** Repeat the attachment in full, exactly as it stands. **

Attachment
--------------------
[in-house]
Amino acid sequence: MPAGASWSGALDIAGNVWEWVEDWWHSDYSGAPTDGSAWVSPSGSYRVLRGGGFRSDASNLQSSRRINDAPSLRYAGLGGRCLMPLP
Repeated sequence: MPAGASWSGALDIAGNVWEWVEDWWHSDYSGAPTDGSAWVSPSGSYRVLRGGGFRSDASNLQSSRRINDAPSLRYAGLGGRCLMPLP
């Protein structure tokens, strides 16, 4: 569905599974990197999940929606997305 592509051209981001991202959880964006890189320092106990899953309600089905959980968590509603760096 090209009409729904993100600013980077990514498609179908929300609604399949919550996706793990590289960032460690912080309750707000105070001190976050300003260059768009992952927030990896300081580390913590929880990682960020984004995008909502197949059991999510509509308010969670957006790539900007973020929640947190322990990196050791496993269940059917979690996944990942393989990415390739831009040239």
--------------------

[in-house]
Amino acid sequence: MPAGASWSGALDIAGNVWEWVEDWWHSDYSGAPTDGSAWVSPSGSYRVLRGGGFRSDASNLQSSRRINDAPSLRYAGLGGRCLMPLP
Repeated sequence: MPAGASWSGALDIAGNVWEWVEDWWHSDYSGAPTDGSAWVSPSGSYRVLRGGGFRSDASNLQSSRRINDAPSLRYAGLGGRCLMPLP
């Protein structure tokens, strides 16, 4: 569905599974990197999940929606997305 592509051209981001991202959880964006890189320092106990899953309600089905959980968590509603760096 090209009409729904993100600013980077990514498609179908929300609604399949919550996706793990590289960032460690912080309750707000105070001190976050300003260059768009992952927030990896300081580390913590929880990682960020984004995008909502197949059991999510509509308010969670957006790539900007973020929640947190322990990196050791496993269940059917979690996944990942393989990415390739831009040239």